What HR Professionals Need to Know Before Investing in AI
Nearly 25% of organizations use automation or AI to support HR-related activities, according to a 2022 SHRM report.
Among the activities HR leaders use AI for, the report lists:
- Recruitment and hiring (79%)
- Learning and development (41%)
- Performance management (38%)
- Productivity monitoring (18%)
- Succession planning (8%)
- Promotion decisions (4%)
And the space is still evolving: 20% to 25% of organizations said they plan to expand their use of AI over the next five years, specifically for recruitment, hiring and performance management.
Despite the technology’s growing popularity, HR leaders shouldn’t precipitate their AI investment. Before jumping in, it may be wise to first ask the right questions, scrutinize vendors and plan for looming challenges.
Determining the Best AI Use Cases for Your Organization
There are steps to conducting any project, and AI implementation is no different.
HR leaders who want to invest in AI should start by conducting a needs analysis. Consider processes that are time-consuming, labor-intensive or error-prone. Then, determine if AI could streamline or improve those processes.
“One of the benefits of AI is when it’s used in conjunction with humans to automate mundane tasks so that humans can focus on the things we are uniquely good at,” said Dr. Lindsey Zuloaga, chief data scientist at HireVue.
While a number of AI technologies have broad use cases across industries, Zuloaga says there can be interesting results for candidates and recruiters who tap into generative AI platforms such as ChatGPT.
“For recruiters, first drafts of offer letters and job descriptions come to mind as areas where ChatGPT could save time,” she said.
HR leaders should pick out prime use cases and identify which AI technologies and tools will have the most impact on the organization. For example, improving the candidate selection process or enhancing employee engagement might impact the entire organization instead of a single department.
More questions HR leaders should ask when identifying AI use cases include:
- Does the HR team have the required skills to use and maintain AI tools?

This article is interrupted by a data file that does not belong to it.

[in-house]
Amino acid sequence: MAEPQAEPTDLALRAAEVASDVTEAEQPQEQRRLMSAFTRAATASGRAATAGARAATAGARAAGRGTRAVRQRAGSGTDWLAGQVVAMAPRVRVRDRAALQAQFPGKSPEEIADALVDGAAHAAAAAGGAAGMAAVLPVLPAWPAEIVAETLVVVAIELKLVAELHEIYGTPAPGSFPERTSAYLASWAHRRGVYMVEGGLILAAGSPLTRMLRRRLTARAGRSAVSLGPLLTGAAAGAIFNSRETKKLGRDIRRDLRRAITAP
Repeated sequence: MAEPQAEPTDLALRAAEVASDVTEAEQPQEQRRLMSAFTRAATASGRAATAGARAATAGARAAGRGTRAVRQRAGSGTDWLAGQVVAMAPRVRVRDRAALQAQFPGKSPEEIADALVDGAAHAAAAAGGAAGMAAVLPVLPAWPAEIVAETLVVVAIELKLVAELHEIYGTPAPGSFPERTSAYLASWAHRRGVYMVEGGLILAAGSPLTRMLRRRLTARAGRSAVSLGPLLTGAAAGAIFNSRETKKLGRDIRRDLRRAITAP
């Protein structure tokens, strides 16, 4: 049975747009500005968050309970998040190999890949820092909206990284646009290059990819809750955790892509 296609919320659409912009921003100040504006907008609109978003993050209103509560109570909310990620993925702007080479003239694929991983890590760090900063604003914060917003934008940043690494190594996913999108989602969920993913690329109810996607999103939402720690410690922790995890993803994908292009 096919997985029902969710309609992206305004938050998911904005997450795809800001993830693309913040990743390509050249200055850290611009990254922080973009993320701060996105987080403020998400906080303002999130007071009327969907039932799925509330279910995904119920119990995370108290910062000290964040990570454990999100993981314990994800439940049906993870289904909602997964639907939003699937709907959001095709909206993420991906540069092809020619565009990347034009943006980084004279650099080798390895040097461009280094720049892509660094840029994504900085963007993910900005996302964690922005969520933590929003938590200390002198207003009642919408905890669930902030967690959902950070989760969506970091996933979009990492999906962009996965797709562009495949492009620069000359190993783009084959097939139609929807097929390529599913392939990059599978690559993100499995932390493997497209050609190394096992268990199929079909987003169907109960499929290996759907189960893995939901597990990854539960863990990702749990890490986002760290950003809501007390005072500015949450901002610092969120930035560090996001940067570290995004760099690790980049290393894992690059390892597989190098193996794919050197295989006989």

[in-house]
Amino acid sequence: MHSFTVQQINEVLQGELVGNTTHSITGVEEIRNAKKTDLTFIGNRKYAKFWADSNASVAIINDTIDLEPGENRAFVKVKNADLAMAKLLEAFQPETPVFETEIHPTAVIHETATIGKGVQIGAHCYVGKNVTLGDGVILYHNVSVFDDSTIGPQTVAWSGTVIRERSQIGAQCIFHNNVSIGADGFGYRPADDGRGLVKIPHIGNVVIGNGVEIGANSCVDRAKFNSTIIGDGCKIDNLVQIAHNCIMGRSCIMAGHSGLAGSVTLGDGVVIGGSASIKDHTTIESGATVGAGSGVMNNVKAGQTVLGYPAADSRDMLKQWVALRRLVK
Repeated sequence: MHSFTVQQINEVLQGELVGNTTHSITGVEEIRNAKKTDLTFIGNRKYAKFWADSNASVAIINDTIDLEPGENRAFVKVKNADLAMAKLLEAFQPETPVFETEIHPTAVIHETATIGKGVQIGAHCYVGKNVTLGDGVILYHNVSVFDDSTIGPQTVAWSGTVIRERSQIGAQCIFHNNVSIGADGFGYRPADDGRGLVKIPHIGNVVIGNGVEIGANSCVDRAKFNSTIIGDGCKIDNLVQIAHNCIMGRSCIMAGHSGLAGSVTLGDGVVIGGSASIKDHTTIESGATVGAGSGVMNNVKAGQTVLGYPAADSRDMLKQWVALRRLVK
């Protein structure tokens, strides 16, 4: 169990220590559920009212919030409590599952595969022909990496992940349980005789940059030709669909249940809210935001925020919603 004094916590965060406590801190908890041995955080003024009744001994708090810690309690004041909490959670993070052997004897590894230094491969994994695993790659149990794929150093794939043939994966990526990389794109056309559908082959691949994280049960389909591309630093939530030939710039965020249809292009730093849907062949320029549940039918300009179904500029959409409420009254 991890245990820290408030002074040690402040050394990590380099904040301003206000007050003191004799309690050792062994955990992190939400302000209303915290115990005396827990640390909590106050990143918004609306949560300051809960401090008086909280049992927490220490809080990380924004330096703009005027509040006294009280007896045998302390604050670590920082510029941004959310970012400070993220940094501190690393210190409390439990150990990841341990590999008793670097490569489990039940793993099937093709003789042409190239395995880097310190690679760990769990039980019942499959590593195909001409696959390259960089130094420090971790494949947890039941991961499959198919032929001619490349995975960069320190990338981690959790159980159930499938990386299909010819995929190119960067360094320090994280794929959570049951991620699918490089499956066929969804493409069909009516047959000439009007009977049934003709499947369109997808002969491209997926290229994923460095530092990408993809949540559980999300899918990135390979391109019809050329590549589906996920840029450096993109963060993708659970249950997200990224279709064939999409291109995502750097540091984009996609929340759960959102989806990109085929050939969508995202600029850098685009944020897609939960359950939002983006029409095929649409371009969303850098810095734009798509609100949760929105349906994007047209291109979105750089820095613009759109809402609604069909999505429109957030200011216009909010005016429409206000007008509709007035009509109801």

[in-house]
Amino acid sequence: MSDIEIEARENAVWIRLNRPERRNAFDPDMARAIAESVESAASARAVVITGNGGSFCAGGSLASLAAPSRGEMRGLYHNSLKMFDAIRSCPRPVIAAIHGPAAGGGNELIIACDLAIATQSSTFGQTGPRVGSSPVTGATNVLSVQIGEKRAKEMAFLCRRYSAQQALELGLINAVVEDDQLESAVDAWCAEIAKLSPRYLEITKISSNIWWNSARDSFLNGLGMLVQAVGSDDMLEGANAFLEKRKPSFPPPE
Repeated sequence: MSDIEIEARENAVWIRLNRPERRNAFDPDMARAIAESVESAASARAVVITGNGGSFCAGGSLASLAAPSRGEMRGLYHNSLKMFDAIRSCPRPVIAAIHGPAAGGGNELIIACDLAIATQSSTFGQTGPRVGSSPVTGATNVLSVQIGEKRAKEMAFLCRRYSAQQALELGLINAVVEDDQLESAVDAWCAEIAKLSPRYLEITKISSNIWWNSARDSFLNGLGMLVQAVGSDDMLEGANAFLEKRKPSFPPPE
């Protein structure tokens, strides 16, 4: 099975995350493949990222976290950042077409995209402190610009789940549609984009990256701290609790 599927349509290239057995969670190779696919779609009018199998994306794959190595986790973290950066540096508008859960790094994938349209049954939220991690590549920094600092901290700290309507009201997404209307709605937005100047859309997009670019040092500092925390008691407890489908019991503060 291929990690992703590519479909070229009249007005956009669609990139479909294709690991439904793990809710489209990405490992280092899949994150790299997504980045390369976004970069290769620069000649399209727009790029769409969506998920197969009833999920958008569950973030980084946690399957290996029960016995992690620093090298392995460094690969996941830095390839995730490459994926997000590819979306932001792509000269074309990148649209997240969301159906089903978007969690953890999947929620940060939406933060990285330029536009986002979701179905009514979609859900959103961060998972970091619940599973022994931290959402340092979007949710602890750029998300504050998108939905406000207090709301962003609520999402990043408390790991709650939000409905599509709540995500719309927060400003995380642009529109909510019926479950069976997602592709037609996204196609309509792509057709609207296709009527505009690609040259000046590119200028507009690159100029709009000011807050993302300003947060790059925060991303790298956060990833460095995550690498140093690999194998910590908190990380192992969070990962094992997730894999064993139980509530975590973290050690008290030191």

- Does the AI solution comply with laws and regulations (industry and governmental)?
- Does the AI solution adhere to company culture and values?
- Does the AI solution make sense fiscally?
Addressing all these angles will help narrow down the right tools for the organization as well as the level of investment needed.
Related Article: Everyone Wants to Get Schooled in AI
Potential Challenges of AI in HR
AI comes with a lot of benefits, but it’s not without its drawbacks.
One big risk, said Marc Miller, president and founder of Marc S. Miller Associates, professor at New York University and author of “The Death of HR,” is built-in bias. It’s a topic he’s writing about in his upcoming book, “Immortal HR.”
“The HRIS giant vendor Workday is being sued by a gentleman claiming the bias built into their ATS [applicant tracking system] prevented him from being offered jobs in over 80 companies — all of whom implemented Workday’s HRIS product,” Miller said.
The court documents claim that Workday’s AI systems and screening tools rely on algorithms and inputs created by humans who often have personal motivations, both conscious and unconscious, to discriminate.
In light of this, one question an organization should be asking, said Miller, is how do we ensure our AI platforms and tools have no built-in bias?
Another concern, said Zuloaga, is the proliferation of disinformation, especially with generative AI, which can spout inaccuracies confidently.